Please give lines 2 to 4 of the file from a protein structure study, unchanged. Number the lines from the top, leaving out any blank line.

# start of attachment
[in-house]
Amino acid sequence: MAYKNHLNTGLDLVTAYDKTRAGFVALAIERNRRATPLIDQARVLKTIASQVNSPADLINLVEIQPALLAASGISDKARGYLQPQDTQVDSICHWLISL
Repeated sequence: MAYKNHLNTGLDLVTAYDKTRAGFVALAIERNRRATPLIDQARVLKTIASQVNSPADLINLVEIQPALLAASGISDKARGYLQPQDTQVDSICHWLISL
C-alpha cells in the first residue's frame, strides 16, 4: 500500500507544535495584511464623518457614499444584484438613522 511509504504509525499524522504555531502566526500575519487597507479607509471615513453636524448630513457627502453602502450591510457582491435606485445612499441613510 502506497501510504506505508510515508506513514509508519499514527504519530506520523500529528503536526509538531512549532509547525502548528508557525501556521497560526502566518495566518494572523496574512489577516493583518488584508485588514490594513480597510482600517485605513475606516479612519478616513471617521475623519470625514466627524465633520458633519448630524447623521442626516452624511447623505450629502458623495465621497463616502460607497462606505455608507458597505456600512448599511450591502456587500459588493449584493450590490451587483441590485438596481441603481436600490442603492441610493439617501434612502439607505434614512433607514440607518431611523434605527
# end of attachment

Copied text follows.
Amino acid sequence: MAYKNHLNTGLDLVTAYDKTRAGFVALAIERNRRATPLIDQARVLKTIASQVNSPADLINLVEIQPALLAASGISDKARGYLQPQDTQVDSICHWLISL
Repeated sequence: MAYKNHLNTGLDLVTAYDKTRAGFVALAIERNRRATPLIDQARVLKTIASQVNSPADLINLVEIQPALLAASGISDKARGYLQPQDTQVDSICHWLISL
C-alpha cells in the first residue's frame, strides 16, 4: 500500500507544535495584511464623518457614499444584484438613522 511509504504509525499524522504555531502566526500575519487597507479607509471615513453636524448630513457627502453602502450591510457582491435606485445612499441613510 502506497501510504506505508510515508506513514509508519499514527504519530506520523500529528503536526509538531512549532509547525502548528508557525501556521497560526502566518495566518494572523496574512489577516493583518488584508485588514490594513480597510482600517485605513475606516479612519478616513471617521475623519470625514466627524465633520458633519448630524447623521442626516452624511447623505450629502458623495465621497463616502460607497462606505455608507458597505456600512448599511450591502456587500459588493449584493450590490451587483441590485438596481441603481436600490442603492441610493439617501434612502439607505434614512433607514440607518431611523434605527